There are many, many things about living here that are inconvenient, frustrating, irritating, and/or nerve-wracking. There are really no hard and fast traffic rules, public services are often unreliable, construction and environmental standards frequently disregarded, and urban planning seemingly nonexistent. (Turkish language fun fact for the day — according to the U.S. ambassador to Turkey’s Turkish language instructor, there is no term for “civil engineering” in Turkish.) It’s easy to get hung up on the things that can make life here more frustrating and less convenient than what I remember or imagine life to be like back home, and I’m often guilty of complaining about those things, while taking the benefits of living here for granted. So as part of a general effort to be more positive, I figured I would write a post on one of the things I really do love about living in Turkey — the level of solicitude the Turks typically demonstrate to small children.
When we flew to Istanbul in December, for instance, Danny and I were negotiating the (rather large and somewhat disorganized) Istanbul airport with two rolling carry-on suitcases, a stroller, a backpack, and a toddler. On the bus from the plane to the terminal, not only did several men offer me (the one who was carrying said toddler) their seats, but one of the men from our flight insisted on carrying my suitcase and the stroller off the bus and into the terminal. Contrast this with one of my Stateside airport experiences…I was 7 1/2 months pregnant and travelling alone to see my parents, bringing with me a very large suitcase. When the time came to board the bus for the airport, not only did no one offer to help me get the suitcase onto the bus (not even the driver!), I had to lift the (large and heavy!) suitcase into the luggage racks on the side of the bus by myself. There were literally men and women standing around trying not to make eye contact with me as I struggled to get the stupid bag onto the bus, I kid you not.
During our January trip to Istanbul, Danny and Stephen and I went to see the fabulous Iran exhibit at the Topkapi Palace museum (this exhibit was, in fact, the impetus for the trip). Trying to be prepared parents, we had packed a variety of snacks to keep Stephen happy while Danny and I enjoyed the exhibit, including saltines, nuts, Cheerios, raisins, and pine nuts. Being a typical toddler, at least 1/3 of whatever I gave him to eat ended up in his stroller or on the floor of the museum. We were a little concerned that the museum employees would be upset about the mess he was making, so we asked one of them if it was okay for us to be feeding him in the museum, and they immediately exclaimed, “of course, he’s a baby!” while staring at us like we were crazy to even ask.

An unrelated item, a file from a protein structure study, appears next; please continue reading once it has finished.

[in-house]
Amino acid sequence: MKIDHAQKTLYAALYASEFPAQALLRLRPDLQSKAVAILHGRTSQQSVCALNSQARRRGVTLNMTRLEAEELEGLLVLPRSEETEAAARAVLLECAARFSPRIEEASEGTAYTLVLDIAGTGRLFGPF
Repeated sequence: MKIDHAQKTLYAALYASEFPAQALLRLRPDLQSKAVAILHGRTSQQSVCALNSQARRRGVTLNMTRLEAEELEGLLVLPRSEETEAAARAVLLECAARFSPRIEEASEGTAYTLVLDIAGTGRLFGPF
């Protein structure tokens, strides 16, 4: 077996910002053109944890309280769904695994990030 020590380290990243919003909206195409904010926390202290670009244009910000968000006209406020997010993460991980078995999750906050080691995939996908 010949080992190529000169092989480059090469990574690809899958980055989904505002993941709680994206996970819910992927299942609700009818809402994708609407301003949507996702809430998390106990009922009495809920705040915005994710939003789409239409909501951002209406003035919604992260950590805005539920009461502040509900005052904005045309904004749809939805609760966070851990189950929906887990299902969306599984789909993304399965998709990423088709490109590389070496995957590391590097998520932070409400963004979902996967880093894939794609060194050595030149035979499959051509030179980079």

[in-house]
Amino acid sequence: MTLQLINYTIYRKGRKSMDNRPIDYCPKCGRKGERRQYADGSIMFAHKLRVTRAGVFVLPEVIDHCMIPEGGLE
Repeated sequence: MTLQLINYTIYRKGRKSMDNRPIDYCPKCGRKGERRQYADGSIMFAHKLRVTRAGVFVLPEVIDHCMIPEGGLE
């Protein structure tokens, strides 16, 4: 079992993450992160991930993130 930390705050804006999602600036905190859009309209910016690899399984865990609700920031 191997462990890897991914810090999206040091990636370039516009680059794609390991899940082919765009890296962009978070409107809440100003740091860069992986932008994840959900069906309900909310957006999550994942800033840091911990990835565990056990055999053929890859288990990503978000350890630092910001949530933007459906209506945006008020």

Finally, I love how wherever we go Stephen ends up getting special attention and little treats. He and I went for a walk this week to pick up some tomatoes from the greengrocer in our neighborhood, and while the grocer was bagging up my tomatoes, he asked me what Stephen liked to eat. I misunderstood him, thinking he was asking whether Stephen liked tomatoes, and indicated that he did, but the man very politely repeated his question, adding, “does he like pineapple? Grapes?” At that point I finally understood the gist of his question and told him that Stephen loved all fruit but especially bananas. The grocer immediately rushed over to the display of bananas and picked one out for Stephen to eat while I finished shopping. This scene is repeated pretty much every time we’re in the market, the grocery store, a restaurant, even the butcher keeps little candies and toys that he gives to Stephen when we come in to get meat. I think the weirdest example was when a guy at the outdoor market offered a raw fresh anchovy to Stephen when he was 9 or 10 months old…we’re still trying to figure that one out. When we got out to eat, one or more of the waiters will usually entertain Stephen for at least part of our meal. When he was younger, they would pick him up and walk him around the restaurant (keeping him within our line of sight the whole time), and now that he’s older they’ll play peek-a-boo with him or offer to monitor him closely as he wanders among the tables.